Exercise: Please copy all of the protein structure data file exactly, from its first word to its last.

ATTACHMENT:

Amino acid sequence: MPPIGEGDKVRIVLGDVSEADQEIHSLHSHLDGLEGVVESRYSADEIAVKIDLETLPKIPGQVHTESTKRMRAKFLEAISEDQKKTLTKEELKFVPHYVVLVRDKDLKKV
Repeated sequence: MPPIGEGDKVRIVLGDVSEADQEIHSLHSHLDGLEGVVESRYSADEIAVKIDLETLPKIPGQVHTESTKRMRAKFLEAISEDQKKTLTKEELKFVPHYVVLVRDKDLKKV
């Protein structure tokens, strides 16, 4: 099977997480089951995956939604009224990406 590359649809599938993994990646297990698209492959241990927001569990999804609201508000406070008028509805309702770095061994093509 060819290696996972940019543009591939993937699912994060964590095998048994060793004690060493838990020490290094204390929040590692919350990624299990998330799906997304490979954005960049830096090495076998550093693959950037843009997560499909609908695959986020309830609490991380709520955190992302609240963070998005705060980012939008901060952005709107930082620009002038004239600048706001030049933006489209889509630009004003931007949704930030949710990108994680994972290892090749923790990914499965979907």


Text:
Amino acid sequence: MPPIGEGDKVRIVLGDVSEADQEIHSLHSHLDGLEGVVESRYSADEIAVKIDLETLPKIPGQVHTESTKRMRAKFLEAISEDQKKTLTKEELKFVPHYVVLVRDKDLKKV
Repeated sequence: MPPIGEGDKVRIVLGDVSEADQEIHSLHSHLDGLEGVVESRYSADEIAVKIDLETLPKIPGQVHTESTKRMRAKFLEAISEDQKKTLTKEELKFVPHYVVLVRDKDLKKV
């Protein structure tokens, strides 16, 4: 099977997480089951995956939604009224990406 590359649809599938993994990646297990698209492959241990927001569990999804609201508000406070008028509805309702770095061994093509 060819290696996972940019543009591939993937699912994060964590095998048994060793004690060493838990020490290094204390929040590692919350990624299990998330799906997304490979954005960049830096090495076998550093693959950037843009997560499909609908695959986020309830609490991380709520955190992302609240963070998005705060980012939008901060952005709107930082620009002038004239600048706001030049933006489209889509630009004003931007949704930030949710990108994680994972290892090749923790990914499965979907």